A Day in Hollywood/A Night in the Ukraine was one of those unlikely musical theater hits. As librettist/lyricist Dick Vosburgh puts in his liner notes to the original Broadway cast album, few could have dreamed that he, "a Marx [Brothers] obsessed New Jersey-born comedy writer living in England, would adapt [Anton Chekhov's play] The Bear as a musical in the [Marx Brothers'] Night at the Opera style, find a man capable of both playing the 'Chico' [Marx] role, and of writing the music [Frank Lazarus], open in a tiny off West End theater..., see it transfer to the West End..., win a couple of awards..., and wind up a Broadway hit directed and choreographed by Tommy Tune...." (Opening at the Golden Theatre in New York on May 1, 1980, the show ran a healthy 588 performances.) The adaptation to which Vosburgh refers takes up the second, "A Night in the Ukraine," portion of what is actually a two-part musical revue with little in the way of plot. The first half is a tribute to and parody of Hollywood set at Grauman's Chinese Theatre and performed by some starstruck ushers that includes a musical recitation of the famous code that censored films of the 1930s to the 1950s and a lengthy medley of songs by movie tunesmith Richard A. Whiting ("Ain't We Got Fun," etc.). That isn't the only interpolation; Jerry Herman of Hello, Dolly and Mame fame contributes three songs, among them one in which a Jeanette MacDonald soundalike questions the manhood of one "Nelson (Eddy, of course). The six-person cast handles the material well, even if David Garrison isn't quite convincing as Groucho Marx, and the album, as the stage production did, works well as a small, two-piano musical effort that is both affectionate and mocking toward Hollywood's golden age.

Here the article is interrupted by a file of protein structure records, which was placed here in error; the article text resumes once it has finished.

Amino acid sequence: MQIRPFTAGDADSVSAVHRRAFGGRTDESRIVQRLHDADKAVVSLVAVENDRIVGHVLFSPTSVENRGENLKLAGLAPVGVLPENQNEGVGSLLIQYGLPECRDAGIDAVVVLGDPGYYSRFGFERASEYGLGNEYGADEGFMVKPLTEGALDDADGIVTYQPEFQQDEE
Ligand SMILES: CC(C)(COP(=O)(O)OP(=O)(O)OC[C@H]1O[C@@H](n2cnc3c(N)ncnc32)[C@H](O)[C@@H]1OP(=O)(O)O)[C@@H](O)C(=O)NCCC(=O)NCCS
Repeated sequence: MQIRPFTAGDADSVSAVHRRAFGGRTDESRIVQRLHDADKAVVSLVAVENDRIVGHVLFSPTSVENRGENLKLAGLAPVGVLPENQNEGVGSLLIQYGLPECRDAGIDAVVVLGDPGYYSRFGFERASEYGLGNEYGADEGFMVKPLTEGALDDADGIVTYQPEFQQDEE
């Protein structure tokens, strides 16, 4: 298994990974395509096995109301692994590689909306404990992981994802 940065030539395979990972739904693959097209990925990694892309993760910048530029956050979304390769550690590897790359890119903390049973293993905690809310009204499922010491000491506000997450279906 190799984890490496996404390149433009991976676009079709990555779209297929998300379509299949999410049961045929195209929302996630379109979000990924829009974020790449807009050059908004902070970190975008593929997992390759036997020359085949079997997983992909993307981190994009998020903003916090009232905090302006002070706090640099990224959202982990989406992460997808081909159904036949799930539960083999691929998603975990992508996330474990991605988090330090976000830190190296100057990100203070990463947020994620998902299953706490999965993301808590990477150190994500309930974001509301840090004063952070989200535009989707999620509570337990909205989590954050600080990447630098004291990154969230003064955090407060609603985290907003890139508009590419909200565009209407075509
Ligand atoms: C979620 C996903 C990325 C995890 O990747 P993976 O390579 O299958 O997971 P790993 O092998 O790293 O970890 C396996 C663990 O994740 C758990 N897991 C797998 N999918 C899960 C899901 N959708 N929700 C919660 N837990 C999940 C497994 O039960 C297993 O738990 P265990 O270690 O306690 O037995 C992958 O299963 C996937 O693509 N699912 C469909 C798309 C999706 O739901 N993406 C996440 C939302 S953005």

A Day in Hollywood/A Night in the Ukraine Review
by William Ruhlmann